Human beings are so unique and special because of their diversity both in looks and character. This diversity is experienced in all avenues of our lives as we interact with others. An understanding of the various psychological differences that exist can help us relate better with others and at the same time, understand ourselves.
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While these classifications do not explain the intrinsic details of one’s psyche, they do offer an understanding of psychological types thereby leading to better perceptive of human beings (Butt, 2005).
Over the years, many scholars have developed different theories in order to explain and explore how the human psychology works. This paper shall review in detail the Freudian Theory and the Adlerian Theory. A comparison of the same shall be given citing their key concepts. In addition, the applicability of these theories to therapists shall also be discussed.
Alfred Adler was born in 1870. After receiving his medical degree in 1895, he concentrated his attention and acquired knowledge in exploring social issues. He worked with Sigmund Freud for years until they had to separate due to their different opinions on human personality. Consequently, Adler started his own individual school of psychology.
Freud theory on sexuality emphasized that neurosis is based on sex (Geyskens, 2005). However, Adler begged to differ stating that neurotic behavior was not dependent on the sex but was rather an overcompensation of inferiority complex (Schultz, 2005). According to Adler, feelings of inferiority are developed when an individual feels helpless and irrelevant during the childhood stages. He attested to this citing that he was suffering from inferiority complex during his childhood.
To this end, Adler’s theory paid more attention on relevant social forces that could be used to overcome this affliction. He stated that therapists should focus their practice on tools that help neurotic patients overcome those feelings of inferiority through social interaction. In addition, Adler had a different opinion on Freud’s theory on libido.
According to Adler, each human being is complete. He further asserted that an individual’s present social goals are designed during his/her infancy irrespective of the level of inferiority experienced. In case of a child suffering from inferiority complex, the individual will therefore strive hard to compensate through the search of power and supremacy as well as a sense of belonging. As such, these are the present goals of such a candidate.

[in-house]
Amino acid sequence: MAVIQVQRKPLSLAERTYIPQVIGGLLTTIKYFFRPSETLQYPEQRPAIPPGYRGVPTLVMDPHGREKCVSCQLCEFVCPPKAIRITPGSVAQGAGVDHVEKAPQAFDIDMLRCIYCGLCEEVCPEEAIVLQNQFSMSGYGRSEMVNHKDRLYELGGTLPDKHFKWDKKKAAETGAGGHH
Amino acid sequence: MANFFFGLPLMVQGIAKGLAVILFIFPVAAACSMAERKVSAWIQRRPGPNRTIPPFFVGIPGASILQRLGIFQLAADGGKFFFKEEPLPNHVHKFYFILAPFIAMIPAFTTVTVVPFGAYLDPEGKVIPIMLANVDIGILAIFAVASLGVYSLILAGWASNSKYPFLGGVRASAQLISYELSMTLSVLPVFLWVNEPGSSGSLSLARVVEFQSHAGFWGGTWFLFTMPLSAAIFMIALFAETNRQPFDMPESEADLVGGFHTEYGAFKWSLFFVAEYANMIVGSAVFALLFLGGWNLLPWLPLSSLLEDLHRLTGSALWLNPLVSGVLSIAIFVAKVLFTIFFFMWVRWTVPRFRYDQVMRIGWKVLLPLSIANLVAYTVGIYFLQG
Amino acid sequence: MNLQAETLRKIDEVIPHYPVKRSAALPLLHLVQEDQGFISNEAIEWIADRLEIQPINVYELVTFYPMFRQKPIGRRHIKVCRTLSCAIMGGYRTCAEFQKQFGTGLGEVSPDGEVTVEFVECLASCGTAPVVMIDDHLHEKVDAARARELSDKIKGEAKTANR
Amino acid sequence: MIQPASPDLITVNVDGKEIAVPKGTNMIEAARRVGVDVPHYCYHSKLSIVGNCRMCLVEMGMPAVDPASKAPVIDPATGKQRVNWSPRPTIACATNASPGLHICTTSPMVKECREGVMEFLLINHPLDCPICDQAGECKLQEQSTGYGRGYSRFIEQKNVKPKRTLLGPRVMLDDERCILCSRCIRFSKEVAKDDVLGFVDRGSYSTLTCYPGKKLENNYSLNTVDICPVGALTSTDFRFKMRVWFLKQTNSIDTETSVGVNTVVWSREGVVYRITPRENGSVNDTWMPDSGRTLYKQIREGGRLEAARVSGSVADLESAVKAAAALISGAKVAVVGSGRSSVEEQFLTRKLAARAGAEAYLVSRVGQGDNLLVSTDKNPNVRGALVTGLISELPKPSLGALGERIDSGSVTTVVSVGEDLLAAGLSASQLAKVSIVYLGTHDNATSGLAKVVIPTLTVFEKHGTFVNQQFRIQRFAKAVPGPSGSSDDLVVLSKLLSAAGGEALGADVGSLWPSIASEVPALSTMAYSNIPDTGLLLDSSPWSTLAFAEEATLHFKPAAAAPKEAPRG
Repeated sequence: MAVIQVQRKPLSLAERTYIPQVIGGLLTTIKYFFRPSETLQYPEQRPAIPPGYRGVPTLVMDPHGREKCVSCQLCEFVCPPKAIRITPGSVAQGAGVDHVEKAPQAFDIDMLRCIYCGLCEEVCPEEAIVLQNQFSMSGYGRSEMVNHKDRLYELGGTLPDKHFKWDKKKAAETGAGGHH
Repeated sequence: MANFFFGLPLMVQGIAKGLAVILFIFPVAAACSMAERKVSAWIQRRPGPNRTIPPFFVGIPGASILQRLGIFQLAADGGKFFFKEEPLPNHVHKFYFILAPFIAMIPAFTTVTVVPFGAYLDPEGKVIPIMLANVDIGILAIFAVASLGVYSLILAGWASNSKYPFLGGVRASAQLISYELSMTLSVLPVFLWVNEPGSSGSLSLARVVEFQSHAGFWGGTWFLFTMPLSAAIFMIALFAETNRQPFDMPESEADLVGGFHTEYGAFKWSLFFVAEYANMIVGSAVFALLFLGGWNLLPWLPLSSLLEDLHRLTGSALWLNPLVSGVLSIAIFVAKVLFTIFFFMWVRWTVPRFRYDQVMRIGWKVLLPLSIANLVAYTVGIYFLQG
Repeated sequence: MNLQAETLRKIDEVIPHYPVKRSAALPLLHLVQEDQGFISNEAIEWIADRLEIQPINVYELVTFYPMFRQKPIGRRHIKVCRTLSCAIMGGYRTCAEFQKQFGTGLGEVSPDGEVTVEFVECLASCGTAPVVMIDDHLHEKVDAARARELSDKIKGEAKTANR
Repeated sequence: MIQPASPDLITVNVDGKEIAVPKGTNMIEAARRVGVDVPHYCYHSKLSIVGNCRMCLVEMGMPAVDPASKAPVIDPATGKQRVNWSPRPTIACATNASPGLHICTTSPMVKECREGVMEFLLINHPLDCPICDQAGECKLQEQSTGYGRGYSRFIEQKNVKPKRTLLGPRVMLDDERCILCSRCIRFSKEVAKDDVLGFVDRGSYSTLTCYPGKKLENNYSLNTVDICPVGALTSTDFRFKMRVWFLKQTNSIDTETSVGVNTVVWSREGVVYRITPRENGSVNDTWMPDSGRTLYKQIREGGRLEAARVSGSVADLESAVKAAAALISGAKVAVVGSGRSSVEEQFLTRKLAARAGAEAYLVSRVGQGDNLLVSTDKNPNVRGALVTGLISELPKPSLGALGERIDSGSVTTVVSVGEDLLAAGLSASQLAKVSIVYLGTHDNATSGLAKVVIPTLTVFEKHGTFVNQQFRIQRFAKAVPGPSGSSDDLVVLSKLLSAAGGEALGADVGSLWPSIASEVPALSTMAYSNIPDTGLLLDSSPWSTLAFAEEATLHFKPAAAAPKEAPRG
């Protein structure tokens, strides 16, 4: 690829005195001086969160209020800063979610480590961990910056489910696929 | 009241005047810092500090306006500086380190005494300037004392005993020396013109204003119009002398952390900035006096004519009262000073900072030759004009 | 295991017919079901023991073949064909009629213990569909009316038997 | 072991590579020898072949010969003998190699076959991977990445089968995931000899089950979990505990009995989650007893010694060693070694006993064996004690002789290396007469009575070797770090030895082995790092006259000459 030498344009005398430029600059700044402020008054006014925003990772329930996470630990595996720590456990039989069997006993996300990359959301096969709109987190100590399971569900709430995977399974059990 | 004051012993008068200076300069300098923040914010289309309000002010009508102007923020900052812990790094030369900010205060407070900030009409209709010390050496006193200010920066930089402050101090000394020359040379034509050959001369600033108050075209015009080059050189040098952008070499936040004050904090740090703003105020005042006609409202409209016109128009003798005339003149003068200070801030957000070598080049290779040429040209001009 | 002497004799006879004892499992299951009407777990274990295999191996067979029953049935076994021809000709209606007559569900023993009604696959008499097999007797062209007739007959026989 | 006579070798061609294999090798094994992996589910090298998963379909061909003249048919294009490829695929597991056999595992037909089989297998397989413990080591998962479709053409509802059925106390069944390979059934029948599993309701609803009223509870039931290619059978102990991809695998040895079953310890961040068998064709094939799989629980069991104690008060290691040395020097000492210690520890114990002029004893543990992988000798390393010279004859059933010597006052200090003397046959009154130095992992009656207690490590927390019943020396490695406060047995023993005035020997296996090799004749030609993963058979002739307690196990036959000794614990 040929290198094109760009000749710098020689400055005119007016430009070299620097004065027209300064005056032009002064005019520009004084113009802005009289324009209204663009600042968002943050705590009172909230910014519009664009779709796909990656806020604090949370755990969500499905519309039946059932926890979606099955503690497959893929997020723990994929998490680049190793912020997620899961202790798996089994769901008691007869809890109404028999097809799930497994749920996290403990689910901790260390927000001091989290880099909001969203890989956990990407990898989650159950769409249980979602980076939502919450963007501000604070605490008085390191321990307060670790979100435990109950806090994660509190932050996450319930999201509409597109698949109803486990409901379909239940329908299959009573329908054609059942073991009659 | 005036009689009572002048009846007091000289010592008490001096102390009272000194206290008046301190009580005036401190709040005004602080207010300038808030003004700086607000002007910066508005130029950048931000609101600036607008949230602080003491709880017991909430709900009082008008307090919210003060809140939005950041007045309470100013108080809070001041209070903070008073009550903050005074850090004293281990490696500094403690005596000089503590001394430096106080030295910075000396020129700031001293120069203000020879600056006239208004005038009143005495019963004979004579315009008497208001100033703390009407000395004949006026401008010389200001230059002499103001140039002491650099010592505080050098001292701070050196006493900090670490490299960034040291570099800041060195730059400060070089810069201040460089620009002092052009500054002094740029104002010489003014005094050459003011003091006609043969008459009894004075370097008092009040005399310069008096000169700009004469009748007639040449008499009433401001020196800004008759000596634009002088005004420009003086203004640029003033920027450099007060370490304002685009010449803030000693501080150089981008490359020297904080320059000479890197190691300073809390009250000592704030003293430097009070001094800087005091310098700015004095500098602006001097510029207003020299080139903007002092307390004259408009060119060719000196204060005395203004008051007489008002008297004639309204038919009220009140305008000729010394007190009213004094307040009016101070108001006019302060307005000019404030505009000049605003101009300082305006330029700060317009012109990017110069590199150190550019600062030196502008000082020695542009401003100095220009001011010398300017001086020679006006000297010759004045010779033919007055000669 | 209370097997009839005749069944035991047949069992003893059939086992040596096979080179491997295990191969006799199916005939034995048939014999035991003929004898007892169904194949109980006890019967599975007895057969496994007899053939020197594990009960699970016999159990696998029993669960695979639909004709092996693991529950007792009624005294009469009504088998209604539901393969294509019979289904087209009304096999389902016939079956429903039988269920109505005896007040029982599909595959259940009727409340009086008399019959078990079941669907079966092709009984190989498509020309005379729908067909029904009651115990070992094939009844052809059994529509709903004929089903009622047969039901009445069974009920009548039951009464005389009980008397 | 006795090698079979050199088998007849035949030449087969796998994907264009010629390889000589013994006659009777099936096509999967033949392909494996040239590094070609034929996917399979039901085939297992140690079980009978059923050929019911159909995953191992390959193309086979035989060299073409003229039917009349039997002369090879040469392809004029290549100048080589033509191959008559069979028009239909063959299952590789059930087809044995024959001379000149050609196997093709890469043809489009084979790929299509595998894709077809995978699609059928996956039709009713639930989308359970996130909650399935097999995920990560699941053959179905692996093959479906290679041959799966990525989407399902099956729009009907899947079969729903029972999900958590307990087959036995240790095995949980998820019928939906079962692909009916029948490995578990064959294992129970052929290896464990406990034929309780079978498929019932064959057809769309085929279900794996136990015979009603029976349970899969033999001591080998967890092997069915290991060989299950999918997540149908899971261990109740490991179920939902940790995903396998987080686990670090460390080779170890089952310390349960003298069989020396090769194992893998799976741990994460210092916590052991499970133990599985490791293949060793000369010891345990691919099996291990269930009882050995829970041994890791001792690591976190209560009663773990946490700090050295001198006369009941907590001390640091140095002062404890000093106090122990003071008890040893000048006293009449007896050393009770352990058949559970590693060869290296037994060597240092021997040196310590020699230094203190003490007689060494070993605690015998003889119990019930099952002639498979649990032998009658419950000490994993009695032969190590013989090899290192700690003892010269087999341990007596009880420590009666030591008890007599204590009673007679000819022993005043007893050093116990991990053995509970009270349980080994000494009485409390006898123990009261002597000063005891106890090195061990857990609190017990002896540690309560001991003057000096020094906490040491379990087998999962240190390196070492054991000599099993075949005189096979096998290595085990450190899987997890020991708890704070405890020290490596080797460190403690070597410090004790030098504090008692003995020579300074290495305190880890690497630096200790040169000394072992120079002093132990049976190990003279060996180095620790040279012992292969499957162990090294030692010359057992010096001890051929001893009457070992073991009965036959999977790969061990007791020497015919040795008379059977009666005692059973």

Through his work experiences, Freud realized that there were symptoms which had no bodily basis but imitated those showcased by people having neurological disorders. As such, he dedicated his efforts in finding psychological explanations and treatments for these symptoms.
His analyses were thereafter based on the ID, the ego and the super ego. However, Adler felt that Freud’s theories were more inclined towards the instinctive and biological aspects of the human personality and failed to consider the societal impact on the same.
Adler theorized that the people, society and culture surrounding an individual play a pivotal role in developing their personalities and behaviors more than the biological aspects. He insisted that human beings are more rational in their decision making process than Freud thinks. As such, his theories concentrated more on the social aspects than on the biological issues.
Adler’s theories recognized intuitive development as a core factor to the formation of a lifestyle and that it begins at childhood. On the other hand, Freud assumed that sexuality was a core determinant to the behaviors and responses of all individuals. Freud commented that;
“For, whether a man is a homosexual or a necrophiliac, an obsessional neurotic cut off from society, or a raving lunatic, the ‘Individual Psychologist ‘ of the Adlerian school will declare that the impelling motive of his condition is that he wishes to assert himself, to overcompensate for his inferiority, to remain ‘on top, to pass from the feminine to the masculine line “(Freud & Rothgeb, 1973, p. 505).
In relation to this comment, Freud tried to bring out inferiority as the main motive in Adler’s assumptions. In essence therapists work towards the reconstruction of an individual’s outlook to life by re-educating them on how best they can re-organize their priorities such that they become aware of their weaknesses and bringing out their repressed emotions from the unconscious self to the conscious level so as to face them and consequently overcome them (Corsini & Wedding, 2008).
In addition, Adler insists that it is not the experiences we face during childhood that are important but rather how we perceive and interpret these events in our present state. As such, Adler was convinced that human personality is forged by the relationship between an individual and the environmental stimuli around him.
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This paper set out to compare the Freudian and Adlerian theories as pertaining to psychoanalysis. The various arguments forwarded by these scholars have been discussed and their differed points of contentions mentioned. While the theories formulated by Freud are not entirely accurate in their description of psychological behaviors, those presented by Adler suffice on that note.
Butt, J. (2005). Extraverted Sensing Feeling Perceiving. Retrieved From <http://typelogic.com/>
Corsini, R, J & Wedding, D. (2008). Current psychotherapies. NY: Cengage Learning.
Freud, S & Rothgeb, C. (1973). Abstracts of The standard edition of the complete psychological works of Sigmund Freud. USA: International Universities Press.
Geyskens, T. (2005). Our original scenes: Freud’s theory of sexuality. USA: Leuven University Press.
Schultz, D, P. (2005). Theories of personality. CA: Thomson/Wadsworth.